Retailers' Inflation Improvisation, Part II: Theory of Relativity
The following is Part Two of my two-part series on how retailers are waking up to inflationary realities ... and what they are leaving out.
Rising fuel and raw materials prices are inescapable, escalating realities that have predictably become unavoidable topics in recent retailer financial calls, conference presentations, and interviews. Despite retailers’ attempts at articulating short-term fixes, I see several market dynamics converging that promise to compromise their well-crafted stories (read Part I)
Convenience: Just Another Word for Nothing Left to Lose?
When asked about their inflationary coping strategies, Dollar General, Kroger, and Walgreens have all cited convenience as an arrow in their quivers, even as their convenience claims promise to be compromised by the competitive dynamics I mentioned in Part I. Kroger CEO David Dillon has deduced that, since shoppers are making fewer trips overall but Kroger’s shopper counts are on the uptick, “Kroger is convenient (in) every one of those trips they make.” Walgreens CFO, Wade Miquelon, has stated that “while we do see higher fuel (costs)...we also get some benefit offset because we are very convenient.” Dollar General’s CEO, Rick Dreiling went so far as to cite convenience and price integrity as the “two things that you really need to be tracking” in an inflationary environment. I’ve already addressed the precariousness of price integrity. Isn’t “convenience” a similarly shaky pillar? Retailers should be asking themselves what’s next, when everyone is convenient and close proximity makes price discrepancies even more vivid.
Theory of Relativity
Some retailers are counting on context. Kathy Tesija, Target’s EVP of Merchandising, acknowledged that Target has already executed selective “low- to mid-single-digit” price increases for spring apparel and that fall will mostly likely bring increases “into the double digits” in both apparel and home, and for a larger portion of the overall assortment than in spring. She noted that they also saw their competitors taking retail prices up, stating that “the market is moving along with the cost increases.” Carol Meyrowitz, TJX’s CEO, has said that the company is focusing on delivering “relative value.” I guess the reasoning is that if you’re going at the rate of the traffic around you, you can’t really be speeding.
Target and TJX’s previously-advantageous positioning may actually sink them in this rising tide. Both are positioned as better alternatives to discounters on the low end and value alternatives to specialty retailers and department stores on the high end, which makes for a whole lot of competitors. And as Target ramps up their grocery and pharmacy operations, they have to throw grocery stores and drug retailers into their “comparatively competitive” strategy, and hope that most of them will cave and ratchet up retails at roughly the same time. Sounds like a bit of a gambit to me.
Glomming Onto Globetrotting
Sourcing strategy adjustments have figured prominently among apparel and home retailers, for whom ongoing unanticipated increases in cotton prices have been a major headache. This has also been the case for vertical retailers and other self-sourcers, who have been hit with another whammy through rising labor costs in their go-to country, China. Glenn Murphy, CEO of beleaguered frock-maker Gap, recently revealed that his company has moved to alternative countries over the past 18 to 24 months, cultivating relationships in Vietnam, Cambodia, India, Bangladesh and Sri Lanka. Family Dollar’s CEO, Howard Levine, has mentioned increasing private brand penetration and global sourcing as ways that Family Dollar intends to “mitigate some of this pressure” and has stated that they are on track to increase direct sourcing by 20%.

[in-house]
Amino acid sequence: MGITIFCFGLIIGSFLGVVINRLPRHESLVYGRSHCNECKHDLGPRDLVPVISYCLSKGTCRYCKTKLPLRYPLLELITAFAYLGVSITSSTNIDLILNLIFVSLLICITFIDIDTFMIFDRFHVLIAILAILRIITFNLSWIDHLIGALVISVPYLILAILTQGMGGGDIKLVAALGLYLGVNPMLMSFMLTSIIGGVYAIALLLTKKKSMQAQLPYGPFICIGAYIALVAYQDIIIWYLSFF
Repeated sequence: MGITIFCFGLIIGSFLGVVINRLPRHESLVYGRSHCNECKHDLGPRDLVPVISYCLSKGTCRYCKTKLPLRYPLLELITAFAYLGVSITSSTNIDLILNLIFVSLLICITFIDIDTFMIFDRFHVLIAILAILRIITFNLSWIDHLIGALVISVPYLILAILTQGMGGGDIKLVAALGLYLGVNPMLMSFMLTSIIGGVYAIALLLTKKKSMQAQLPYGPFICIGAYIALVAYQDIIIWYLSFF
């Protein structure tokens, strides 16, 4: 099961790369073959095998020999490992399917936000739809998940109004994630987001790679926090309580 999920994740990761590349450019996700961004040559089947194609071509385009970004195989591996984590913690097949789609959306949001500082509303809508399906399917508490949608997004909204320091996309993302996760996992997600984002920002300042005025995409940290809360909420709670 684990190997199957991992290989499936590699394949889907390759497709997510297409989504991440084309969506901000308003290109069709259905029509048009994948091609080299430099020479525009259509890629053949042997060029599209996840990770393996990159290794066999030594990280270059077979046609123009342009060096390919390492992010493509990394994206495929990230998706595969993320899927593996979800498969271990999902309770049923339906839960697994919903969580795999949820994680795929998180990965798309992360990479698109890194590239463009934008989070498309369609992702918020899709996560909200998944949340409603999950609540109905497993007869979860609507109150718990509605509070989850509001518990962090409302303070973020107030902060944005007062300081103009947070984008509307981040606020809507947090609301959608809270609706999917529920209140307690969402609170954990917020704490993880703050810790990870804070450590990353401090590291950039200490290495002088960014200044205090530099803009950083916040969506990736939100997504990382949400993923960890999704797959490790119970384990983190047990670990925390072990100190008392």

Dollar General’s Dreiling has stated that while the company was very China-centric three years ago, they now have an office in India and are exploring South Africa and Vietnam. As noted in my coverage of a recent presentation at the International Licensing Expo by Rick Darling, president of sourcing giant Li & Fung’s subsidiary, LF USA , sourcing shifts will probably only provide short-lived advantages. Not only is everyone seeking the same alternatives, but just as retailers are adjusting prices based on competitive dynamics, alternative countries of origin will eventually adjust upward to meet the benchmark “China price.”
Private Brand No Panacea
Private brands can definitely enhance profitability for retailers such as Family Dollar, who until now haven’t taken full advantage, but once the desired penetration threshold has been hit, they will be up against comps in subsequent years. Also, although private and proprietary brands may blur the lines for J.C. Penney, Macy’s, Kohl’s and others who trade heavily in embellished soft lines, retailers who rely on single-tier private brands with still-generic packaging make it easy for any savvy shopper to compare among competitors (Target's multi-tier, upscale private brand programs provide a bit of insulation by comparison). In fact, if Dollar General’s Clover Valley, Family Dollar’s Family Gourmet, and Walmart’s Great Value aren’t comparable to one another as the small format, consumables-focused crowds begin to form, someone will have some ‘splainin to do.
Will retailers stick to their short-term, inflationary stories as the sands continue to shift? If so, I see current contradictions giving way to future retractions.